From a different aspect, the invention relates to a taximeter including a microprocessor as above defined and further comprising: a selector circuit subsystem having an input connected to the input of said latch means, said selector circuit subsystem being driven by said counter means; the output of said selector circuit subsystem being connected to an input of a BCD to 7 segment converter; the output of said converter being connected to a display device; whereby parameters selected on said subsystem are displayed on said display device in synchronism with storage location selection in said RAM.
The invention will be better understood by an examination of the following description, together with the accompanying drawings, in which:
FIG. 1 is a block diagram of the electronics portion of the taximeter;
FIG. 2 is a schematic illustration of a transducer; and
FIG. 3 shows the frontface of one embodiment of a display device.
Referring to FIG. 1, the taximeter in accordance with the invention comprises a transducer 1 for providing pulses at fixed units of distance travelled by the taxi in which the taximeter is installed. One embodiment of such a transducer is shown in FIG. 2 in which 3 is the transducer shaft which is connected in series with the speedometer cable 5 of the taxi. Four blades 7 are equally spaced around the shaft, and te blades are disposed to pass in the path of light between light emitting diode 9 and phototransistor 11. An output pulse is provided from the phototransistor each time the path of light between the LED and the phototransistor is broken by the passing of a blade 7 therebetween. As most speedometer cables are rotated at an approximate rate of 1000 turns per mile (or kilometer) travelled by the taxi, the phototransistor will provide approximately 4000 pulses per mile (or kilometer) travelled.
Returning to FIG. 1, the output of the transducer 1 is fed to one terminal of the input latches 13 which, as well known in the art comprises a plurality of bistable devices. A second input terminal of 13 is fed from an EXTRAS pushbutton on the taximeter input as will be described below. Another terminal of 13 is connected to quartz time base generator 15 which acts as the clock for the entire system. The frequency of 15 is of the order of 2.5 MHZ.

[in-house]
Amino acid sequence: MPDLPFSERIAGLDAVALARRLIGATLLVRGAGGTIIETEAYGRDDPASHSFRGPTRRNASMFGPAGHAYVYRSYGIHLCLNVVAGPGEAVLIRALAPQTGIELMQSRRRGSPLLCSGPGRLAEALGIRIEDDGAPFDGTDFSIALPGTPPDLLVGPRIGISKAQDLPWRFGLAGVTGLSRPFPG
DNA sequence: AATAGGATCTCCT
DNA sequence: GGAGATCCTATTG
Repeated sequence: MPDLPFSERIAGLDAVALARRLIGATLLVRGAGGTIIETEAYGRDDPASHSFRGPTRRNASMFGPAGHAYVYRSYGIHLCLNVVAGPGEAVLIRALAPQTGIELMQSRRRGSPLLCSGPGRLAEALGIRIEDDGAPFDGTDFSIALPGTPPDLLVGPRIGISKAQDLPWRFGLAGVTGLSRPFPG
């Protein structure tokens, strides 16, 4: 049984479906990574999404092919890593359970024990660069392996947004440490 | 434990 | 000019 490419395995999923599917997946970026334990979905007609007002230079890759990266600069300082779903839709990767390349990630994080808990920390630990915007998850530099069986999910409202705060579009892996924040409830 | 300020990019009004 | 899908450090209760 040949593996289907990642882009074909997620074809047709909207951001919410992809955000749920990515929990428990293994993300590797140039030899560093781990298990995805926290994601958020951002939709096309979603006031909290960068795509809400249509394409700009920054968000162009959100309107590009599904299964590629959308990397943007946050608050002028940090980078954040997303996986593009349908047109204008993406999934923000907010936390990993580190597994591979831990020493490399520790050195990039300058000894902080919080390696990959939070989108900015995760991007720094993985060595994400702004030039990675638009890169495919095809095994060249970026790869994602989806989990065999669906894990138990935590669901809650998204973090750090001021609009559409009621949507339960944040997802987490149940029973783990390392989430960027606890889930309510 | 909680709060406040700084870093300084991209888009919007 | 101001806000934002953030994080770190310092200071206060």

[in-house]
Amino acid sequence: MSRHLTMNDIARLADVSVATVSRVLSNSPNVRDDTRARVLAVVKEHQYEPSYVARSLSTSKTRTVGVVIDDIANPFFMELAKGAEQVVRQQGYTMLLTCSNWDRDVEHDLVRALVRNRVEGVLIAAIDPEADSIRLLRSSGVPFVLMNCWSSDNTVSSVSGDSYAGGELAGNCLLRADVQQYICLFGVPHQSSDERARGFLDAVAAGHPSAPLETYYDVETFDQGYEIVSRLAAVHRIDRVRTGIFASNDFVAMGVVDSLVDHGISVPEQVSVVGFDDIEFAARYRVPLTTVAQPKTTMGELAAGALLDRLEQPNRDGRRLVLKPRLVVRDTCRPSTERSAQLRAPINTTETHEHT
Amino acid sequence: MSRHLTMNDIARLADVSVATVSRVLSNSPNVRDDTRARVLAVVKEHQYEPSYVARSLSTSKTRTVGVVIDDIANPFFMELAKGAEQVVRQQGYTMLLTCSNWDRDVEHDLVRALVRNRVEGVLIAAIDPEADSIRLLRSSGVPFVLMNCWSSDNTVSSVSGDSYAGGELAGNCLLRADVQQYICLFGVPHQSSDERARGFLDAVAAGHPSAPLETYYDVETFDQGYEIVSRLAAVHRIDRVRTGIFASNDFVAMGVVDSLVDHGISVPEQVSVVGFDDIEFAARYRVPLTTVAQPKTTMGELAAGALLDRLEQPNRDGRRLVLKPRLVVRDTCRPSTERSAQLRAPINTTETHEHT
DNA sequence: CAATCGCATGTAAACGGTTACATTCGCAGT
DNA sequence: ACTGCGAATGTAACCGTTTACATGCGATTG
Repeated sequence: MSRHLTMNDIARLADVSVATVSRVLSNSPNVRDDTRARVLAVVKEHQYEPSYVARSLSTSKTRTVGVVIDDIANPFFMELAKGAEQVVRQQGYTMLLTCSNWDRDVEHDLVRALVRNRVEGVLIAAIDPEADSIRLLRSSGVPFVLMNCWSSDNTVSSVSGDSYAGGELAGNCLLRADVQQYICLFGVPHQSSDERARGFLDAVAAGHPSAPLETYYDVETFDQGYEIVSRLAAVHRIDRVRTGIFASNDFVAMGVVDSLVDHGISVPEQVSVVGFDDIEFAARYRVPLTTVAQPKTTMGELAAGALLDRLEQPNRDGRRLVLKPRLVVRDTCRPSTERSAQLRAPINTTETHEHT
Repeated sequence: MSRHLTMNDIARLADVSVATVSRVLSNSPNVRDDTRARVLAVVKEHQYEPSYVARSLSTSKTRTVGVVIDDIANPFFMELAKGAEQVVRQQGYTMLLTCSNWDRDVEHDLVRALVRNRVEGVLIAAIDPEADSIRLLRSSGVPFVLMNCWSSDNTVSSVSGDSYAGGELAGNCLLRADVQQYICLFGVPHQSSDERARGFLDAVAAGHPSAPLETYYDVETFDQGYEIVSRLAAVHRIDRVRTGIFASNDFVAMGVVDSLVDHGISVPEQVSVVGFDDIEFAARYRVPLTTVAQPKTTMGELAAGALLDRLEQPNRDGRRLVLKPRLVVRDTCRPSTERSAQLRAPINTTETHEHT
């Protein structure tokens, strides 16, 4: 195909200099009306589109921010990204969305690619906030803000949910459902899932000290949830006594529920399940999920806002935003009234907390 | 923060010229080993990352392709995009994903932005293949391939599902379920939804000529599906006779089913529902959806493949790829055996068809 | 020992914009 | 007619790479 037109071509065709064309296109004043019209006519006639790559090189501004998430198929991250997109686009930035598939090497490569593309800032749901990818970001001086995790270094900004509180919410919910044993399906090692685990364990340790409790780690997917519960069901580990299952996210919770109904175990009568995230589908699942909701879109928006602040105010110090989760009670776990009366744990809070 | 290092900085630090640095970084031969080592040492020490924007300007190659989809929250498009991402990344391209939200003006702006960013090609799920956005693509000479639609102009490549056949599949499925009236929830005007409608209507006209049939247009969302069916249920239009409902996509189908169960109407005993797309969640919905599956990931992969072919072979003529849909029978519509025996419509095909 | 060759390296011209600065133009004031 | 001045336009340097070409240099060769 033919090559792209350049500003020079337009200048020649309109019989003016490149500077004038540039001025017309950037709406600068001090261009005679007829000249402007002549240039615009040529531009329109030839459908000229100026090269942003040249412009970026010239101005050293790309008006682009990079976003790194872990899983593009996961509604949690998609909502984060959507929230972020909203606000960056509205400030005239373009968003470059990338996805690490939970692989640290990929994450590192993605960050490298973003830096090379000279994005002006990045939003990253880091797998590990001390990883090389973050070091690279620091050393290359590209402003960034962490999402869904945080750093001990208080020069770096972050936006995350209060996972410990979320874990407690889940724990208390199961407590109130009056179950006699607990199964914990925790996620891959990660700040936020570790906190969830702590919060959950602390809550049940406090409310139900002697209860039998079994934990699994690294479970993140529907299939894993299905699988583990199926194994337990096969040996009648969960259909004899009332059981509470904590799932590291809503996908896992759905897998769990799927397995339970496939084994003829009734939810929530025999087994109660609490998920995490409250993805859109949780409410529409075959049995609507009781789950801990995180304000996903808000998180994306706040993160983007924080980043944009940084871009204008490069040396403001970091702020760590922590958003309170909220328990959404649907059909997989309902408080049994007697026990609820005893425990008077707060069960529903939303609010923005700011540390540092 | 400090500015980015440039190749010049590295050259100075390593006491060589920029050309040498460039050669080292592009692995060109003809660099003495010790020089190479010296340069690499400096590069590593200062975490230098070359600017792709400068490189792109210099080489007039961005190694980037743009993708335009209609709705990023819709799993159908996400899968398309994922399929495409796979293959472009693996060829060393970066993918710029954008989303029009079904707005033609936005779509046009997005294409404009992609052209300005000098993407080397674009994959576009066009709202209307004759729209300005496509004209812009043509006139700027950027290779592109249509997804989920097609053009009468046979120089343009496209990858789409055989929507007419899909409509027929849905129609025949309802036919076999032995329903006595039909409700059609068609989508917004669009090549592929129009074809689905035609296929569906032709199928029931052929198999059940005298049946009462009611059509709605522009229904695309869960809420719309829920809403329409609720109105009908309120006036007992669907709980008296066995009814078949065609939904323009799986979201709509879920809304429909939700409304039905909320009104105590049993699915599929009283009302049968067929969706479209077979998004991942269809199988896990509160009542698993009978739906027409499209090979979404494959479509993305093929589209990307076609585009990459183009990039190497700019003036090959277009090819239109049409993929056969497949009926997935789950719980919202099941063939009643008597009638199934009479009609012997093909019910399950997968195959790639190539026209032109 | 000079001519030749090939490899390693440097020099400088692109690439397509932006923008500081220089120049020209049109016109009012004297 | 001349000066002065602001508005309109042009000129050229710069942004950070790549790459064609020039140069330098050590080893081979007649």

The output of 13 is fed to input multiplexer 17, and the output of the multiplexer is fed to data ROM 19.
Clock 15 also provides a timing signal to function circuits subsystem 21 which comprises an electronic counter. The count on counter 21 is increased by one each time a pulse is supplied from clock 15 until the maximum count of the counter is reached. At the next clock pulse, the counter returns to zero to begin a new cycle.
The function circuits subsystem has one output connected to the address terminals of the RAM 23, and the address on the RAM 23 which is selected at any time corresponds to the count on 21. Thus, the address of RAM 23 is sequentially stepped and accessed through its entire range in each cycle of the subsystem 21, as the maximum count on 21 corresponds to the number of addresses of RAM 23. In a preferred embodiment, RAM 23 comprises 64 storage locations, each location storing four bits so that a single binary coded digit can be stored thereat. In this embodiment, 21 has a maximum count of 64.
The output of RAM 23, referred to as last data output, consists of four lines connected to BCD adder 25, and the output of 25 is fed to latch 27. As will be seen below, new data supplied to data ROM 19 is added to the last data of RAM 23 in the adder 25. The new data is then fed to latch 27 and, in turn, to RAM 23 to thereby updata the data in RAM 23.
In the preferred embodiment, above-mentioned, the RAM 23 is a 64×4 bit memory, and the connection between 21 and 23 comprises six parallel address lines. This same output from 21 is also fed to program ROM 29, and the function of program ROM 29 is to control the operation of data ROM 19 and the remainder of the circuits as will be more fully described below. In the embodiment described herein, the program ROM acts as a "look-up" table.
Function circuits 21 also sequence selector circuit subsystem 31 which receives data input from latch 27 preparatory to feeding the data to display unit 33 where it can be visually displayed. BCD to seven segment decoder 35 converts to BCD representation to a code usable by the display unit.